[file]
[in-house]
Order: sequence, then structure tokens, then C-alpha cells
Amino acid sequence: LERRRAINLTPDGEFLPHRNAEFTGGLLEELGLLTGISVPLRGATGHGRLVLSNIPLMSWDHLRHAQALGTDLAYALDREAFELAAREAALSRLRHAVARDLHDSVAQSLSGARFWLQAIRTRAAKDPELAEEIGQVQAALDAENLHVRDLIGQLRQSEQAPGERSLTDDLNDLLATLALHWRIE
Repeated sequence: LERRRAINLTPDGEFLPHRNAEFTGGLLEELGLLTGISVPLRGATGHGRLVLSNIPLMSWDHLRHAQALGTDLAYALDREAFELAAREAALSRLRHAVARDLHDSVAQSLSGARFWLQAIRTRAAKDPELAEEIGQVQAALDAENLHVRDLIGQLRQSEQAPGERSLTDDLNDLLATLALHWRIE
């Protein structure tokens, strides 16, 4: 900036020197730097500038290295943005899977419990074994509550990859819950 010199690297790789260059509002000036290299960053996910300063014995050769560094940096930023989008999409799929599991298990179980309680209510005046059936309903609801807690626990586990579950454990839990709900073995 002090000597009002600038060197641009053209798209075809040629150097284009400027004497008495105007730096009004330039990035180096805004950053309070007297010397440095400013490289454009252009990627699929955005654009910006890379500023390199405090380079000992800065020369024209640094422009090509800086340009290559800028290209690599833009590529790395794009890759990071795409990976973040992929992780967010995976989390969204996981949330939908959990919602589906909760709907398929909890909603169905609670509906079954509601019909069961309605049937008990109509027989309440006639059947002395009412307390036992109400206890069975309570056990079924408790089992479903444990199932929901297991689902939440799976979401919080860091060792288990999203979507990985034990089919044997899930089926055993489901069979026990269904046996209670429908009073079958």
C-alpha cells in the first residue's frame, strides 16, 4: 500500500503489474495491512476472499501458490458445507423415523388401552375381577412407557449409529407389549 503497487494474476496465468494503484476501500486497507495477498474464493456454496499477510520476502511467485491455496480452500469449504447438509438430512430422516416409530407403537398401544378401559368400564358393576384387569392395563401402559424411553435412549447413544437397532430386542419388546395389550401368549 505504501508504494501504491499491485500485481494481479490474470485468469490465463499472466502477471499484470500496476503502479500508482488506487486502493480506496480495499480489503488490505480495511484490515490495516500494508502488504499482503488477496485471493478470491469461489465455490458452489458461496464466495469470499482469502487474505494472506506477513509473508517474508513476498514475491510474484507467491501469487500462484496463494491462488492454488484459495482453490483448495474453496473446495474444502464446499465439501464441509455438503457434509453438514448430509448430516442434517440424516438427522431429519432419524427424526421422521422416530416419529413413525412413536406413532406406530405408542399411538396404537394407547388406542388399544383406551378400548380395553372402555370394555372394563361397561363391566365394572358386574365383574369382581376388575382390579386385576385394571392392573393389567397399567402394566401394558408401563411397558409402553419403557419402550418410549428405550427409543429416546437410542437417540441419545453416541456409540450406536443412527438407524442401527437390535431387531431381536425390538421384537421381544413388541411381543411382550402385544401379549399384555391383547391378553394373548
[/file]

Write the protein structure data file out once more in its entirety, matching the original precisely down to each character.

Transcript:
[in-house]
Order: sequence, then structure tokens, then C-alpha cells
Amino acid sequence: LERRRAINLTPDGEFLPHRNAEFTGGLLEELGLLTGISVPLRGATGHGRLVLSNIPLMSWDHLRHAQALGTDLAYALDREAFELAAREAALSRLRHAVARDLHDSVAQSLSGARFWLQAIRTRAAKDPELAEEIGQVQAALDAENLHVRDLIGQLRQSEQAPGERSLTDDLNDLLATLALHWRIE
Repeated sequence: LERRRAINLTPDGEFLPHRNAEFTGGLLEELGLLTGISVPLRGATGHGRLVLSNIPLMSWDHLRHAQALGTDLAYALDREAFELAAREAALSRLRHAVARDLHDSVAQSLSGARFWLQAIRTRAAKDPELAEEIGQVQAALDAENLHVRDLIGQLRQSEQAPGERSLTDDLNDLLATLALHWRIE
């Protein structure tokens, strides 16, 4: 900036020197730097500038290295943005899977419990074994509550990859819950 010199690297790789260059509002000036290299960053996910300063014995050769560094940096930023989008999409799929599991298990179980309680209510005046059936309903609801807690626990586990579950454990839990709900073995 002090000597009002600038060197641009053209798209075809040629150097284009400027004497008495105007730096009004330039990035180096805004950053309070007297010397440095400013490289454009252009990627699929955005654009910006890379500023390199405090380079000992800065020369024209640094422009090509800086340009290559800028290209690599833009590529790395794009890759990071795409990976973040992929992780967010995976989390969204996981949330939908959990919602589906909760709907398929909890909603169905609670509906079954509601019909069961309605049937008990109509027989309440006639059947002395009412307390036992109400206890069975309570056990079924408790089992479903444990199932929901297991689902939440799976979401919080860091060792288990999203979507990985034990089919044997899930089926055993489901069979026990269904046996209670429908009073079958």
C-alpha cells in the first residue's frame, strides 16, 4: 500500500503489474495491512476472499501458490458445507423415523388401552375381577412407557449409529407389549 503497487494474476496465468494503484476501500486497507495477498474464493456454496499477510520476502511467485491455496480452500469449504447438509438430512430422516416409530407403537398401544378401559368400564358393576384387569392395563401402559424411553435412549447413544437397532430386542419388546395389550401368549 505504501508504494501504491499491485500485481494481479490474470485468469490465463499472466502477471499484470500496476503502479500508482488506487486502493480506496480495499480489503488490505480495511484490515490495516500494508502488504499482503488477496485471493478470491469461489465455490458452489458461496464466495469470499482469502487474505494472506506477513509473508517474508513476498514475491510474484507467491501469487500462484496463494491462488492454488484459495482453490483448495474453496473446495474444502464446499465439501464441509455438503457434509453438514448430509448430516442434517440424516438427522431429519432419524427424526421422521422416530416419529413413525412413536406413532406406530405408542399411538396404537394407547388406542388399544383406551378400548380395553372402555370394555372394563361397561363391566365394572358386574365383574369382581376388575382390579386385576385394571392392573393389567397399567402394566401394558408401563411397558409402553419403557419402550418410549428405550427409543429416546437410542437417540441419545453416541456409540450406536443412527438407524442401527437390535431387531431381536425390538421384537421381544413388541411381543411382550402385544401379549399384555391383547391378553394373548